I recently read Frederick Community College interim president Thomas Powell’s column “The smart way to earn a degree” in the Frederick News-Post. I couldn’t agree more. I attended Frederick Community College from May 2010 to May 2012.

Let’s be honest. At 17 years old, I did not want to stay home and go to school. I wanted to go away like most of my friends from high school. I wanted the fun roommates, the late-night snacks, the parties, and the social life. Especially at 17, the prospect of taking a loan really wasn’t all that daunting either.

My perception of finances was blurry at best, and in many ways, I viewed some college debt as a small tradeoff for the enjoyment of the “full college experience.” However, I always knew I would go to FCC. The financial reality was that my parents told me they would help pay for college if I went to community college.

I knew it was a smart decision but it was hard to tell people. They always seemed sympathetic or said condescending statements like, “Oh, OK. Well, there’s nothing wrong with that,” or “Sure! That’s one way to save some money.” The connotation always being that community college should be everyone’s secondary option and that if you went it was because money was tight. They assumed that I either didn’t have the money to go away or that my high school grades were so low there was no way I was getting into a four-year university right away.

Neither was true; my grades were exceptional and I knew that I’d be in a healthier financial place by going this route.

Looking back, my experience at FCC was great. My best friend also went there, I met my husband there, and my classes were rigorous. Class sizes were relatively small and I was able to fit all my classes into three days a week so I could work the other days of the week, allowing me to save even more money for when I transferred to a four-year university.

In addition to great memories and a quality education, my time at FCC helped me reflect on my future without burning piles of cash on meaningless undergraduate classes. The idea that you must have your whole career planned out at 17 or 18 is foolish and places a lot of pressure on young shoulders. I was able to take a variety of courses, decide what I wanted over the course of my two years there and ultimately transfer and graduate from a four-year university.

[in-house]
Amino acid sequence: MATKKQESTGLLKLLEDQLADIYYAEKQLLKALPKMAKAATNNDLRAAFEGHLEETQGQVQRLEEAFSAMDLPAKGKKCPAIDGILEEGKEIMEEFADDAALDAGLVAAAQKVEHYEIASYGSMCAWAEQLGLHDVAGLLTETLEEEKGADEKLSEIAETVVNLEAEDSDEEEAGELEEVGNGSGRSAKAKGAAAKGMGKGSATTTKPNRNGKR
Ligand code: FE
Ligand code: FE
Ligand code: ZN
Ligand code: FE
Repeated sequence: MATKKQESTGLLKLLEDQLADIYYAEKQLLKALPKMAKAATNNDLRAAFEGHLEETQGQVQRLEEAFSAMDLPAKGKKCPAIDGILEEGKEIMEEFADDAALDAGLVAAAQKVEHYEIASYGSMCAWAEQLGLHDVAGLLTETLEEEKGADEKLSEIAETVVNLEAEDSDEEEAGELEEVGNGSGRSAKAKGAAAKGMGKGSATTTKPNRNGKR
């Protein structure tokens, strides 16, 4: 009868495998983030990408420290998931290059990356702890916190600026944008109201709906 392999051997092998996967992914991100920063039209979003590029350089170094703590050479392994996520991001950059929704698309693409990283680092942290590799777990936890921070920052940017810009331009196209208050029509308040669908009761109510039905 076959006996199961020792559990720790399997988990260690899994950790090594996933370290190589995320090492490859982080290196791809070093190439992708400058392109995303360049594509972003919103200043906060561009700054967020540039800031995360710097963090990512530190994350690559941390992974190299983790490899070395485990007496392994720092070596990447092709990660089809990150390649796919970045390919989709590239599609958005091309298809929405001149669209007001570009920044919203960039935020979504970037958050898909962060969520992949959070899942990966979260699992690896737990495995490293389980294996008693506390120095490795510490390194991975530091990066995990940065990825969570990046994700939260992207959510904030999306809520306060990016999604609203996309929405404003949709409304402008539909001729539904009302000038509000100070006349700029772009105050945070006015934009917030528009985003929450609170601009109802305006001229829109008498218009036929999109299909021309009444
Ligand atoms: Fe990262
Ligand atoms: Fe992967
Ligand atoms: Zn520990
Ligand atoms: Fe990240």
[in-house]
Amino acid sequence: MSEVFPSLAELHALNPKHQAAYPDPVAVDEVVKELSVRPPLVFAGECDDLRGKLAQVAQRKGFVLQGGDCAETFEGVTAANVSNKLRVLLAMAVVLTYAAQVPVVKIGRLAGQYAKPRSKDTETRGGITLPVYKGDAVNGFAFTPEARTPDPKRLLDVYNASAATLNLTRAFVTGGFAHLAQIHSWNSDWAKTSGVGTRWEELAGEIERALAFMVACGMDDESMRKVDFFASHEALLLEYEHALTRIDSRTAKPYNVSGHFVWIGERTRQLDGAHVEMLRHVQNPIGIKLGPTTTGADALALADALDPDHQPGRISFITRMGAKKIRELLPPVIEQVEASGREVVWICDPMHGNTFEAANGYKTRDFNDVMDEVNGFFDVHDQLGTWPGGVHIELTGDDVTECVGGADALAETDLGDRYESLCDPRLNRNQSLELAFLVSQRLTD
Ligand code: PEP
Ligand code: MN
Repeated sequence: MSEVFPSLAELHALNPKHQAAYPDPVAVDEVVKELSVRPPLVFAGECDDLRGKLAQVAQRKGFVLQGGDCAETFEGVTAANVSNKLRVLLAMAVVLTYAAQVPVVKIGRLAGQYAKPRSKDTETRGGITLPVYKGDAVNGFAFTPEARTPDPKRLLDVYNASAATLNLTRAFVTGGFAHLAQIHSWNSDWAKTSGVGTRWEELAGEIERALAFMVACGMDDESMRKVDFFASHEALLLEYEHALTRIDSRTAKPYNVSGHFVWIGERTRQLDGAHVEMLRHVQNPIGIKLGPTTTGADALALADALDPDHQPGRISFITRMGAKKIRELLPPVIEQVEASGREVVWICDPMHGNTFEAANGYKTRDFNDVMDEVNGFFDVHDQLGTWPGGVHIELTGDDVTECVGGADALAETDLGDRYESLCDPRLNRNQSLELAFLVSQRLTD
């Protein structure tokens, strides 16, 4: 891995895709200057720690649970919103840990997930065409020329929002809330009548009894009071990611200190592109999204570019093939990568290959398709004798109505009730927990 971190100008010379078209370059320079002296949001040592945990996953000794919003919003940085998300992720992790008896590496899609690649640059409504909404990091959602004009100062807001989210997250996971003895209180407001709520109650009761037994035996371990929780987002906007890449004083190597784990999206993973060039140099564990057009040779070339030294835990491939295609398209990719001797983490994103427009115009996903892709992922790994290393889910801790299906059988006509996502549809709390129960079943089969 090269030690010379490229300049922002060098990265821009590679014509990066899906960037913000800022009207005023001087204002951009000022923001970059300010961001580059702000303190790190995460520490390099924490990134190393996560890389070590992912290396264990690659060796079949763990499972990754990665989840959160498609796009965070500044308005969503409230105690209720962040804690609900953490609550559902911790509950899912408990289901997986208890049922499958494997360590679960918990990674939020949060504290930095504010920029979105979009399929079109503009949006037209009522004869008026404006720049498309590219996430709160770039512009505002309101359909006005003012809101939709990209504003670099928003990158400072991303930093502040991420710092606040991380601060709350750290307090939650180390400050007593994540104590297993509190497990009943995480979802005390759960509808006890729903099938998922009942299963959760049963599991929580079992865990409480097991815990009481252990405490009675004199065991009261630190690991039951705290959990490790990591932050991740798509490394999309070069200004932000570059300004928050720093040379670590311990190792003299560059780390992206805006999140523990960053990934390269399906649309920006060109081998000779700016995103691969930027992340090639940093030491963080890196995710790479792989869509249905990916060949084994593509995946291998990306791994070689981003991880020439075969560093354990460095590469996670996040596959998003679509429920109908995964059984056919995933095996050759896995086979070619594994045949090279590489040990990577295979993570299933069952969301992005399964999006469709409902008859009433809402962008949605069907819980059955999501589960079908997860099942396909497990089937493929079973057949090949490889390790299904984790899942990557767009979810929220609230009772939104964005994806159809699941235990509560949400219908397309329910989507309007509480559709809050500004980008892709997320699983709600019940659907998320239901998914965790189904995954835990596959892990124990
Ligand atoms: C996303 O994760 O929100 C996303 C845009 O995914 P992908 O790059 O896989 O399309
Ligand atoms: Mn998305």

Community college shouldn’t be the secondary option and it shouldn’t be an embarrassing admission for young people trying to make huge decisions. It allowed me to meet diverse groups of people, grow academically, and ultimately chart a career path that has left me fulfilled and without college debt.

Rachel Gammell is a teacher and lives in downtown Frederick. Reach her at rachelgammell1@gmail.com.

(6) comments


There is something to be said for Freshman year in the dorm, football Saturdays, and campus life. I’m glad I experienced it, and glad my children did.

But if you can’t afford that, it is certainly not worth mortgaging the rest of your life. Congratulations to the writer for making some good choices.


I attended FCC in the very early 80's and had an awesome experience. I got to play JUCO soccer with some of the best soccer players from the county - we all went there at the same time and won a JUCO championship. I got a good education that gave me what I needed to attend a 4 year school (Salisbury) to be successful. I'll never forget my time at FCC as I met many great people and still have many of those friendships today (I came back to Frederick after graduating from Salisbury and still live here today). Yes, it saves money, that is true, but the education one gets is no different than attending a 4 year school out of high school. I can honestly say I was not mature enough to go to a 4 year school at that time and FCC was the answer!

Guy T. Ashton

What college you attended has little bearing once you enter the workforce. It’s how you perform that counts. Never have I said (or have had told to me) “you’re doing a great job, but I see you attended community college back in the early 2000’s.” Your college only matters to people who went to Penn State (or other big football school).


It does have some bearing on getting your first job and your preparedness level. But once you get going in a career it has less and less influence.


You only need to put your graduating college on your resume. I know plenty of people who couldn’t get into the Big Name University as freshmen, but were able to transfer in easily in Junior year, when many students had dropped out after one or two years and Big Name U was eager to fill their classes. The only thing on their resume is the one that issued the bachelor’s degree.


Successful, financial guru, Dave Ramsey agrees.

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